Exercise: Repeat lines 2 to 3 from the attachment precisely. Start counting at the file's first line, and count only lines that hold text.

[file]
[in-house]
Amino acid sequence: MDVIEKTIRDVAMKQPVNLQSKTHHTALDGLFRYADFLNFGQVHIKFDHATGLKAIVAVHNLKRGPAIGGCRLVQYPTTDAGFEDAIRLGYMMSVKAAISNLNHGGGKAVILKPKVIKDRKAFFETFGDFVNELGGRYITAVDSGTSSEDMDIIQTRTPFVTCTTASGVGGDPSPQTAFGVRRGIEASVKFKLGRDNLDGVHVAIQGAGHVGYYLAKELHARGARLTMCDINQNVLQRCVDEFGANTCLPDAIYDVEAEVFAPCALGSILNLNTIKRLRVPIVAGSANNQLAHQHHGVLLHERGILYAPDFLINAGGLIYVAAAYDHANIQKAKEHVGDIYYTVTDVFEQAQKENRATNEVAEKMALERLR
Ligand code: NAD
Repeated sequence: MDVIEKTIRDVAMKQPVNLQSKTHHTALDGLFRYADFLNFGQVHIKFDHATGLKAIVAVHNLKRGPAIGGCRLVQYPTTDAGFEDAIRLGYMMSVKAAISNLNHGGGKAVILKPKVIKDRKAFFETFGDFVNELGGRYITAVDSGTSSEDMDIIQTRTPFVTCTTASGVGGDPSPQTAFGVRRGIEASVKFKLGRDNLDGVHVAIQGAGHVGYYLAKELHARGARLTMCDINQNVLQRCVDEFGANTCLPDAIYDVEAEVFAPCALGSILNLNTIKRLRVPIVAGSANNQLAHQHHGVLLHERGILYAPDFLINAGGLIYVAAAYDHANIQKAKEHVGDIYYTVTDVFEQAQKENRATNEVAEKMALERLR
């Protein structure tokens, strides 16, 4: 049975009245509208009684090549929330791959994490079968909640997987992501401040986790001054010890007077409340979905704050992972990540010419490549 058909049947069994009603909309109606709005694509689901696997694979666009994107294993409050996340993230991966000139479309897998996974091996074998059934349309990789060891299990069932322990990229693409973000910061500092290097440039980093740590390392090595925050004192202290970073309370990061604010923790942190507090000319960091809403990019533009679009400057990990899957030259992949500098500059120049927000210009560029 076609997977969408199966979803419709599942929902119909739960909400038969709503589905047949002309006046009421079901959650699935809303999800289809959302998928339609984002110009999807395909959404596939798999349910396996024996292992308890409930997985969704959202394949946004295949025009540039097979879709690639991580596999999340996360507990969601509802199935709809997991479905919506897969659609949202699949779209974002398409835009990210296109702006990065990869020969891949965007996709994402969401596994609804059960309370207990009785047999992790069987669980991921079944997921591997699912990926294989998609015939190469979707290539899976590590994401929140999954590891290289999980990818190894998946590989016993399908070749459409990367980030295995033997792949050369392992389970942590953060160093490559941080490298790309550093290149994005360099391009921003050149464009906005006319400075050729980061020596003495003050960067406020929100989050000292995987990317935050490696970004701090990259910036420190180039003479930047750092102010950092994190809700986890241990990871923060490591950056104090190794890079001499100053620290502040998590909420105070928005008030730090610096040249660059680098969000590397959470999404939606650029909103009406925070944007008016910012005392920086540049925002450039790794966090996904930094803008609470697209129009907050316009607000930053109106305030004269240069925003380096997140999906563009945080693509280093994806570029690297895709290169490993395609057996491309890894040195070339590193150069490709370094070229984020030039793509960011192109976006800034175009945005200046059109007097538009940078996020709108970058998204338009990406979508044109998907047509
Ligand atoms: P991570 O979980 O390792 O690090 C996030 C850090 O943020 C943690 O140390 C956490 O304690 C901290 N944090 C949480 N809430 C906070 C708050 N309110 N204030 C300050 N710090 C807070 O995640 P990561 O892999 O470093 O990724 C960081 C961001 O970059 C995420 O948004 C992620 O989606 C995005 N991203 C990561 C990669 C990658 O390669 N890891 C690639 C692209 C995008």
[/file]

Amino acid sequence: MDVIEKTIRDVAMKQPVNLQSKTHHTALDGLFRYADFLNFGQVHIKFDHATGLKAIVAVHNLKRGPAIGGCRLVQYPTTDAGFEDAIRLGYMMSVKAAISNLNHGGGKAVILKPKVIKDRKAFFETFGDFVNELGGRYITAVDSGTSSEDMDIIQTRTPFVTCTTASGVGGDPSPQTAFGVRRGIEASVKFKLGRDNLDGVHVAIQGAGHVGYYLAKELHARGARLTMCDINQNVLQRCVDEFGANTCLPDAIYDVEAEVFAPCALGSILNLNTIKRLRVPIVAGSANNQLAHQHHGVLLHERGILYAPDFLINAGGLIYVAAAYDHANIQKAKEHVGDIYYTVTDVFEQAQKENRATNEVAEKMALERLR
Ligand code: NAD